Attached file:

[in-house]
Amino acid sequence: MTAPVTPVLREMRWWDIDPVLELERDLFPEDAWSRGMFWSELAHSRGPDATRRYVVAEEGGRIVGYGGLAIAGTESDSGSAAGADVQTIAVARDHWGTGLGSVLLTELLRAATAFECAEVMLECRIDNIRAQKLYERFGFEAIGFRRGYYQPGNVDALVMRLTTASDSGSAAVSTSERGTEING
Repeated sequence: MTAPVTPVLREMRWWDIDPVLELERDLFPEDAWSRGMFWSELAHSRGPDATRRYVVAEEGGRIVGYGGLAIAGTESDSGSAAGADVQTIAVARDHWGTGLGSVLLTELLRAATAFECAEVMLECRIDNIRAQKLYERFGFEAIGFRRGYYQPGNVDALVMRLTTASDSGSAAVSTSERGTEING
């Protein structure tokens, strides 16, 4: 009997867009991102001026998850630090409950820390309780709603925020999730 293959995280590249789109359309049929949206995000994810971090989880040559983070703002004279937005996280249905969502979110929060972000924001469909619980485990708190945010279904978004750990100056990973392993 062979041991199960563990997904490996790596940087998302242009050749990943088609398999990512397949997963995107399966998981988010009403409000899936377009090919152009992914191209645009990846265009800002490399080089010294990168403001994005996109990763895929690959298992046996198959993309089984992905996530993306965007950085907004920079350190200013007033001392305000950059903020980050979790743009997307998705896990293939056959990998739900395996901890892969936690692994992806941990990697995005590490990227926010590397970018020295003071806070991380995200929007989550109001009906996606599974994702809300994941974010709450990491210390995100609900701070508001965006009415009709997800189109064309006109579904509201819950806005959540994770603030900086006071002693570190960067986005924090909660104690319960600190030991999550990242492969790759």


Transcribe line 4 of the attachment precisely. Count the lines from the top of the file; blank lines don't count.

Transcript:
């Protein structure tokens, strides 16, 4: 009997867009991102001026998850630090409950820390309780709603925020999730 293959995280590249789109359309049929949206995000994810971090989880040559983070703002004279937005996280249905969502979110929060972000924001469909619980485990708190945010279904978004750990100056990973392993 062979041991199960563990997904490996790596940087998302242009050749990943088609398999990512397949997963995107399966998981988010009403409000899936377009090919152009992914191209645009990846265009800002490399080089010294990168403001994005996109990763895929690959298992046996198959993309089984992905996530993306965007950085907004920079350190200013007033001392305000950059903020980050979790743009997307998705896990293939056959990998739900395996901890892969936690692994992806941990990697995005590490990227926010590397970018020295003071806070991380995200929007989550109001009906996606599974994702809300994941974010709450990491210390995100609900701070508001965006009415009709997800189109064309006109579904509201819950806005959540994770603030900086006071002693570190960067986005924090909660104690319960600190030991999550990242492969790759």